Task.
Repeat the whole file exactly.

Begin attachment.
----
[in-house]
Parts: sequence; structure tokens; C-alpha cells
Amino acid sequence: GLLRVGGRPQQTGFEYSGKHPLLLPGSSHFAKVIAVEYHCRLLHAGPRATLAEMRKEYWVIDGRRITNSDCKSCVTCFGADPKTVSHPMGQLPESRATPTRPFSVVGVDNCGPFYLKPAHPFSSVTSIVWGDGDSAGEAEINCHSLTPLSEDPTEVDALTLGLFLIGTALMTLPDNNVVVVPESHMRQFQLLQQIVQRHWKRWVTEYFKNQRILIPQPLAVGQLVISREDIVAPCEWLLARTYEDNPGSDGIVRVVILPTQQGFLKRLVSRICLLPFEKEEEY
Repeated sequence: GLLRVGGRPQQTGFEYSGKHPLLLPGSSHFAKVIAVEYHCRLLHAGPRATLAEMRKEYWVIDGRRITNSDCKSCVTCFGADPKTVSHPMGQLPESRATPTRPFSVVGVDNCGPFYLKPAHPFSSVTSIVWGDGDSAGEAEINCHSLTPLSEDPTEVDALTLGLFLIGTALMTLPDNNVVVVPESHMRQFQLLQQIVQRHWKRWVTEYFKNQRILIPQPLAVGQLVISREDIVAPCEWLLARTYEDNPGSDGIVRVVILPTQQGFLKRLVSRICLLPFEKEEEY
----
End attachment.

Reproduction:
[in-house]
Parts: sequence; structure tokens; C-alpha cells
Amino acid sequence: GLLRVGGRPQQTGFEYSGKHPLLLPGSSHFAKVIAVEYHCRLLHAGPRATLAEMRKEYWVIDGRRITNSDCKSCVTCFGADPKTVSHPMGQLPESRATPTRPFSVVGVDNCGPFYLKPAHPFSSVTSIVWGDGDSAGEAEINCHSLTPLSEDPTEVDALTLGLFLIGTALMTLPDNNVVVVPESHMRQFQLLQQIVQRHWKRWVTEYFKNQRILIPQPLAVGQLVISREDIVAPCEWLLARTYEDNPGSDGIVRVVILPTQQGFLKRLVSRICLLPFEKEEEY
Repeated sequence: GLLRVGGRPQQTGFEYSGKHPLLLPGSSHFAKVIAVEYHCRLLHAGPRATLAEMRKEYWVIDGRRITNSDCKSCVTCFGADPKTVSHPMGQLPESRATPTRPFSVVGVDNCGPFYLKPAHPFSSVTSIVWGDGDSAGEAEINCHSLTPLSEDPTEVDALTLGLFLIGTALMTLPDNNVVVVPESHMRQFQLLQQIVQRHWKRWVTEYFKNQRILIPQPLAVGQLVISREDIVAPCEWLLARTYEDNPGSDGIVRVVILPTQQGFLKRLVSRICLLPFEKEEEY